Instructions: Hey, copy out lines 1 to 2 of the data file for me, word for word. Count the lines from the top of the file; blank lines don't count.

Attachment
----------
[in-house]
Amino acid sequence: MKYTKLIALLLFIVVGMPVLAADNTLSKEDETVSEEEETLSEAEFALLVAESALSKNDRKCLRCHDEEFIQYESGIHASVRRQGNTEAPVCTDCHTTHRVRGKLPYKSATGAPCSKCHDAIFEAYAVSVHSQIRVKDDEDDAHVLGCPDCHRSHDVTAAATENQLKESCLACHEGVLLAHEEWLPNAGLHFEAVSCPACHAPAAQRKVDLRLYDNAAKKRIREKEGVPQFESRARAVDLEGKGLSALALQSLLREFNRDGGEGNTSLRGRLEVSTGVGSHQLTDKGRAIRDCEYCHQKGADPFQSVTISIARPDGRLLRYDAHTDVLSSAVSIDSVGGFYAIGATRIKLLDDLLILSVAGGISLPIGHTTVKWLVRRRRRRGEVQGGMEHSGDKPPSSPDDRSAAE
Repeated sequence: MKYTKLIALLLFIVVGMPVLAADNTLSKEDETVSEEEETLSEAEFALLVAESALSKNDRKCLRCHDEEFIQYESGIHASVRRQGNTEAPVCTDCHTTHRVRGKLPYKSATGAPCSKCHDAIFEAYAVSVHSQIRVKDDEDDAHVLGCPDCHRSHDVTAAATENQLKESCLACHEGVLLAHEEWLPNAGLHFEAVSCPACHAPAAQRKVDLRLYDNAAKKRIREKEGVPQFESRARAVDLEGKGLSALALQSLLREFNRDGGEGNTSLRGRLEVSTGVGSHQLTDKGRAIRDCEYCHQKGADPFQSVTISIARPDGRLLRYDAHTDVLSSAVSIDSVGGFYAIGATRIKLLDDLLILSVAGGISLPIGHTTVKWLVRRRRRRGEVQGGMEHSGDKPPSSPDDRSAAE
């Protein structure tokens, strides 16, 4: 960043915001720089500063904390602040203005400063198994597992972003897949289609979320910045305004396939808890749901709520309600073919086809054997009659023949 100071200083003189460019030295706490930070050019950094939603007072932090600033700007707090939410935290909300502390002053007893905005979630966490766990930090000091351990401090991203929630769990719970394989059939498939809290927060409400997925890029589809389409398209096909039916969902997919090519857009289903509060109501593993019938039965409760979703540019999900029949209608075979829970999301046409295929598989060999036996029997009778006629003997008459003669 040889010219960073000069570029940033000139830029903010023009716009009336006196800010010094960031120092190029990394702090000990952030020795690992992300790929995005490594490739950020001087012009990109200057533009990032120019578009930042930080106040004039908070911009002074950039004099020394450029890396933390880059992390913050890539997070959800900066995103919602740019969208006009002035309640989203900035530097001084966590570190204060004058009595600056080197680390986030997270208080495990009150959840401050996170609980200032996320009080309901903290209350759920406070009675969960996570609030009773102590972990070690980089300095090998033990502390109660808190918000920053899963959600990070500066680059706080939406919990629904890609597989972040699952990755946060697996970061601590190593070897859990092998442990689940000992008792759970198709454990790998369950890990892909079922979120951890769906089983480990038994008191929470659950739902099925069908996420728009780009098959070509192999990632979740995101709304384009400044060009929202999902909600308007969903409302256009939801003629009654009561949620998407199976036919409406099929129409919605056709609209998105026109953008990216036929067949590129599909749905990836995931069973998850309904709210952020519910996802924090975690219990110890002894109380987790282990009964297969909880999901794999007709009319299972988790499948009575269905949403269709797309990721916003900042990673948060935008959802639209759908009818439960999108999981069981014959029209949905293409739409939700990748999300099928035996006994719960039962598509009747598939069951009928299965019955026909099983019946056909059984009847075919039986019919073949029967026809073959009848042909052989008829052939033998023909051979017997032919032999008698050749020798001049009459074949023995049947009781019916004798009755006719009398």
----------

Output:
[in-house]
Amino acid sequence: MKYTKLIALLLFIVVGMPVLAADNTLSKEDETVSEEEETLSEAEFALLVAESALSKNDRKCLRCHDEEFIQYESGIHASVRRQGNTEAPVCTDCHTTHRVRGKLPYKSATGAPCSKCHDAIFEAYAVSVHSQIRVKDDEDDAHVLGCPDCHRSHDVTAAATENQLKESCLACHEGVLLAHEEWLPNAGLHFEAVSCPACHAPAAQRKVDLRLYDNAAKKRIREKEGVPQFESRARAVDLEGKGLSALALQSLLREFNRDGGEGNTSLRGRLEVSTGVGSHQLTDKGRAIRDCEYCHQKGADPFQSVTISIARPDGRLLRYDAHTDVLSSAVSIDSVGGFYAIGATRIKLLDDLLILSVAGGISLPIGHTTVKWLVRRRRRRGEVQGGMEHSGDKPPSSPDDRSAAE